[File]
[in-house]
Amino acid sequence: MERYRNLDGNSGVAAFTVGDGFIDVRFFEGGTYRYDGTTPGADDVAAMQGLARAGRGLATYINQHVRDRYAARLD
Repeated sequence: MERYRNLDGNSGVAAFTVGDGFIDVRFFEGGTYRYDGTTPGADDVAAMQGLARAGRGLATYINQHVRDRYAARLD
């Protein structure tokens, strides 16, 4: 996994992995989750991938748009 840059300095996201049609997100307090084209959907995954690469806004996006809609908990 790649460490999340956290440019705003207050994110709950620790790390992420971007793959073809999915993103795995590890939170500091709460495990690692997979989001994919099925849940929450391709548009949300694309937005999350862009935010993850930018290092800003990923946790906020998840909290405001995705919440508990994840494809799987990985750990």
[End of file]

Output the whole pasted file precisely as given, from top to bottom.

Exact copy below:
[in-house]
Amino acid sequence: MERYRNLDGNSGVAAFTVGDGFIDVRFFEGGTYRYDGTTPGADDVAAMQGLARAGRGLATYINQHVRDRYAARLD
Repeated sequence: MERYRNLDGNSGVAAFTVGDGFIDVRFFEGGTYRYDGTTPGADDVAAMQGLARAGRGLATYINQHVRDRYAARLD
């Protein structure tokens, strides 16, 4: 996994992995989750991938748009 840059300095996201049609997100307090084209959907995954690469806004996006809609908990 790649460490999340956290440019705003207050994110709950620790790390992420971007793959073809999915993103795995590890939170500091709460495990690692997979989001994919099925849940929450391709548009949300694309937005999350862009935010993850930018290092800003990923946790906020998840909290405001995705919440508990994840494809799987990985750990």